Saturday, 17 September 2016

Fire Control Failure - London now, Sussex next?

London Fire Brigade Mobilising System Crashes Again!!!

How long before this happens in the Sussex Fire Control, if it has not already happened. Over four years ago we were told that the mobilising system used by West Sussex was in need of replacement and that a new system to cover both East & West Sussex would be provided in 2013.

When the Sussex Fire Control finally went operational in May 2014 there was still no new system. They are having to operate with the original and separate mobilising systems, which require more staff to operate them. Staff they don't have. In March this year, ESF&RS (who run the combined centre) refused to say how many times the long awaited combined mobilising system has failed acceptance tests. They claimed the information was exempt under Section 42(1) of the Freedom of Information Act 2000.

West Sussex used to record mobilising errors, so that the cause could be identified and action taken to stop a repeat. Incredibly, ESFRS could not provide any information on mobilising errors! They said, "This information is not recorded by ESFRS and therefore we do not hold the information requested". If they don't record this information, they cannot stop the same error being repeated.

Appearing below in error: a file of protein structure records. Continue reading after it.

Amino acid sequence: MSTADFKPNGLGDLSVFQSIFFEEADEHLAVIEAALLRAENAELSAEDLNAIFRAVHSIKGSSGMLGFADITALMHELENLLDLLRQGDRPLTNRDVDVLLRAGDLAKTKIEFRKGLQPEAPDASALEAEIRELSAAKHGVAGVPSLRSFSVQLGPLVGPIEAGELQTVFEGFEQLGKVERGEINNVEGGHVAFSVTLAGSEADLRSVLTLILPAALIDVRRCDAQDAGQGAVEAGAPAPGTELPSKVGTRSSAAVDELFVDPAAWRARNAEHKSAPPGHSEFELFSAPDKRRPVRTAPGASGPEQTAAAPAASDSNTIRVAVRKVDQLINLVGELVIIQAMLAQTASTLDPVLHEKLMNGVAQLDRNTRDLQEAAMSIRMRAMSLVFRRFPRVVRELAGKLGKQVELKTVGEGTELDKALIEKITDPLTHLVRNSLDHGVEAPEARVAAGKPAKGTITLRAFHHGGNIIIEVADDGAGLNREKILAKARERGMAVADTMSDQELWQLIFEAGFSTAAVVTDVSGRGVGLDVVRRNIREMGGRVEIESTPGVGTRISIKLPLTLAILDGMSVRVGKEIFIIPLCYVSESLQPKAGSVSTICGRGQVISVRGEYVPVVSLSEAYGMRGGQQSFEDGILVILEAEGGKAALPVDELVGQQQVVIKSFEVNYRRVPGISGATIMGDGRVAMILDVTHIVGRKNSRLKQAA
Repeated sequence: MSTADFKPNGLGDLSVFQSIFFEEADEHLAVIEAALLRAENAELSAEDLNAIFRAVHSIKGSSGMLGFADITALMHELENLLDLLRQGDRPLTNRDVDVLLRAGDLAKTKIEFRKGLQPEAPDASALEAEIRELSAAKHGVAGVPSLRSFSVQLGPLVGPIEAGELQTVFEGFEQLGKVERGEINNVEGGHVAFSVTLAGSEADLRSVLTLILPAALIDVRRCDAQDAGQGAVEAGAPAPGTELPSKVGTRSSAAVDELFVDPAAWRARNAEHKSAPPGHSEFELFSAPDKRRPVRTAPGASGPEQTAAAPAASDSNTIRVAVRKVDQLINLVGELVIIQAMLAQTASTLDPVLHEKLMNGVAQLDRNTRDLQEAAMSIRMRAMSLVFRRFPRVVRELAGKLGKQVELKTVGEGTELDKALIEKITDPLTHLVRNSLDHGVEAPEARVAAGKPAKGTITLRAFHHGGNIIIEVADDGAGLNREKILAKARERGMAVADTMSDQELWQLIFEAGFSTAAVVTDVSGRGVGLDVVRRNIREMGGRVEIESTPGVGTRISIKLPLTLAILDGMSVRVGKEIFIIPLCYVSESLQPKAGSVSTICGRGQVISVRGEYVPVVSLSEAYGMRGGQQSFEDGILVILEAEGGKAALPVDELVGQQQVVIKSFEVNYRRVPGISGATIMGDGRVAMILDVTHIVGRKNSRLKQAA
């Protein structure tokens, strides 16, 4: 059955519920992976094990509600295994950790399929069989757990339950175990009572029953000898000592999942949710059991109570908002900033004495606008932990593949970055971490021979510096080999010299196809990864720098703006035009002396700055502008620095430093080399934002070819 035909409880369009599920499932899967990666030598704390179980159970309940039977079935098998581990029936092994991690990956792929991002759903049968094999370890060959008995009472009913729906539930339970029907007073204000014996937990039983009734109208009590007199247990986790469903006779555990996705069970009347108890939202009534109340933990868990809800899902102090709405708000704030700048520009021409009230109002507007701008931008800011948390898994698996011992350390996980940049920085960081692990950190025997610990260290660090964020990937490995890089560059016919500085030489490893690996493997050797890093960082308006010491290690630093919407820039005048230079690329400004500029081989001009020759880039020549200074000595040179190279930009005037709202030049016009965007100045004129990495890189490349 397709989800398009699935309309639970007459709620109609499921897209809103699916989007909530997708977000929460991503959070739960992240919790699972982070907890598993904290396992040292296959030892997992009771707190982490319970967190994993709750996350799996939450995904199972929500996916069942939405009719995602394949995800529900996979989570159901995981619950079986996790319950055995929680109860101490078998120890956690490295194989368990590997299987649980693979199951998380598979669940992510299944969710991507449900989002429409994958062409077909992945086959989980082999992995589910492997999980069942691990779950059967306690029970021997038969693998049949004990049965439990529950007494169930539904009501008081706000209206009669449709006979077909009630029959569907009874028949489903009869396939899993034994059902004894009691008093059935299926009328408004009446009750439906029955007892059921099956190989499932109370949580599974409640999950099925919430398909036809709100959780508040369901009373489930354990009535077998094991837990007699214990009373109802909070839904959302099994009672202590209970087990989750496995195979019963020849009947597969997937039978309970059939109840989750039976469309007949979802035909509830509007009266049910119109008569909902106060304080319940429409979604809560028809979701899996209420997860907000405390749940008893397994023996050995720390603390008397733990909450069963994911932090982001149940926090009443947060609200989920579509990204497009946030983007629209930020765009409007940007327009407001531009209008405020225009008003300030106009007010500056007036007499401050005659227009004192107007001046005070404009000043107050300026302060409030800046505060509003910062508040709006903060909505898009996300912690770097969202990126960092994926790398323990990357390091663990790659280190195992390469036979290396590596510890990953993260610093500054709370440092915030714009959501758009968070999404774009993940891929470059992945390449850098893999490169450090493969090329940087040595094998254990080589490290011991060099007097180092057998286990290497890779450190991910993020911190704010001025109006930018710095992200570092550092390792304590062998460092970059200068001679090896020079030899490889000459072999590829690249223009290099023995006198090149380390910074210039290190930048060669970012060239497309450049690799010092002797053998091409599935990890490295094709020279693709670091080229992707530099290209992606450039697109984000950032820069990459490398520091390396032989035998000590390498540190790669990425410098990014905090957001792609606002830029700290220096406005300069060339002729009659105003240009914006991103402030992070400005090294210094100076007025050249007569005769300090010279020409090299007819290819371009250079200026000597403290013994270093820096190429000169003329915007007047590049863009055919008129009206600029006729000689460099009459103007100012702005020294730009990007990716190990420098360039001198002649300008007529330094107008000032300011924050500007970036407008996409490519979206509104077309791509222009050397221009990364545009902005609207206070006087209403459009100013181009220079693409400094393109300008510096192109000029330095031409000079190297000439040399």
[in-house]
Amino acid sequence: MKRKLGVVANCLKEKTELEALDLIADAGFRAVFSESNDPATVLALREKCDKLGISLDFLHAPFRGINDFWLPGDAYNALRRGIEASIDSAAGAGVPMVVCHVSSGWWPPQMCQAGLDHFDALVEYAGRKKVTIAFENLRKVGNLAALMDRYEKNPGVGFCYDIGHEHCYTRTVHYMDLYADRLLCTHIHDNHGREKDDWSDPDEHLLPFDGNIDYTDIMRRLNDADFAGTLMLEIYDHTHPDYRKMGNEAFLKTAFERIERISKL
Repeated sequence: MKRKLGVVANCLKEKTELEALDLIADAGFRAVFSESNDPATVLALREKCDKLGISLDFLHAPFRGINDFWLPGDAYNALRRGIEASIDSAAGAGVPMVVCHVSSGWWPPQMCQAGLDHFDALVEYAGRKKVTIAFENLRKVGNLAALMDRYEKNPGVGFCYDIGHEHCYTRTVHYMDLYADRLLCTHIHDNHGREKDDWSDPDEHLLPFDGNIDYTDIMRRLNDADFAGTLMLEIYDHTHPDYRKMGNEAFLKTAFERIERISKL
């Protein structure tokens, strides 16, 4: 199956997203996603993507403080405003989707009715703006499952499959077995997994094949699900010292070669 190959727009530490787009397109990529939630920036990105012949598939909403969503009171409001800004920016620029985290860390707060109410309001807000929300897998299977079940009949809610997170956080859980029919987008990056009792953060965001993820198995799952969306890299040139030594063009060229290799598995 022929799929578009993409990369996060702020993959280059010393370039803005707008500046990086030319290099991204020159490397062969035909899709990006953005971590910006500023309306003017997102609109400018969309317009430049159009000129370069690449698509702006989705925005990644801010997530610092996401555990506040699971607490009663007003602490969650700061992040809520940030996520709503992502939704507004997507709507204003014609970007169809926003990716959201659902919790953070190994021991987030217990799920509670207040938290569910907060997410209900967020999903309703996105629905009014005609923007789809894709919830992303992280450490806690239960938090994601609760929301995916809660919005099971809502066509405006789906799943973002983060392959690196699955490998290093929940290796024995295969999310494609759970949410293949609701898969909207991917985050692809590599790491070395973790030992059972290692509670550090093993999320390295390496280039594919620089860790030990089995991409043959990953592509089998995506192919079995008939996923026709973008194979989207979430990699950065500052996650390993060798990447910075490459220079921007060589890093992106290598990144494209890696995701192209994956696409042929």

To maintain what they call a "flexible" minimum of seven on duty in the control room, overtime was required on 425 shifts last year (West Sussex previously had a minimum of four on duty for their system). Describing a minimum as "flexible" suggests that, when it suits, the minimum is sometimes lower. They also deny reports that there have been times when non-Sussex Fire Control staff have had to be used to operate mobilising or radio positions in the control room.

It is clear that staff in the Sussex Fire Control are having to work with inadequate equipment, inadequate crewing and are having to work excessive overtime. Inadequate crewing on fire stations also means that they are constantly battling to deploy decreasing resources, even before a single call is taken. When simultaneous or serious incidents have to be dealt with, the additional pressure on them must be enormous.

Sussex Fire Control staff deserve our praise and thanks, but both East Sussex Fire Authority and West Sussex County Council should be condemned for this dangerous mess.

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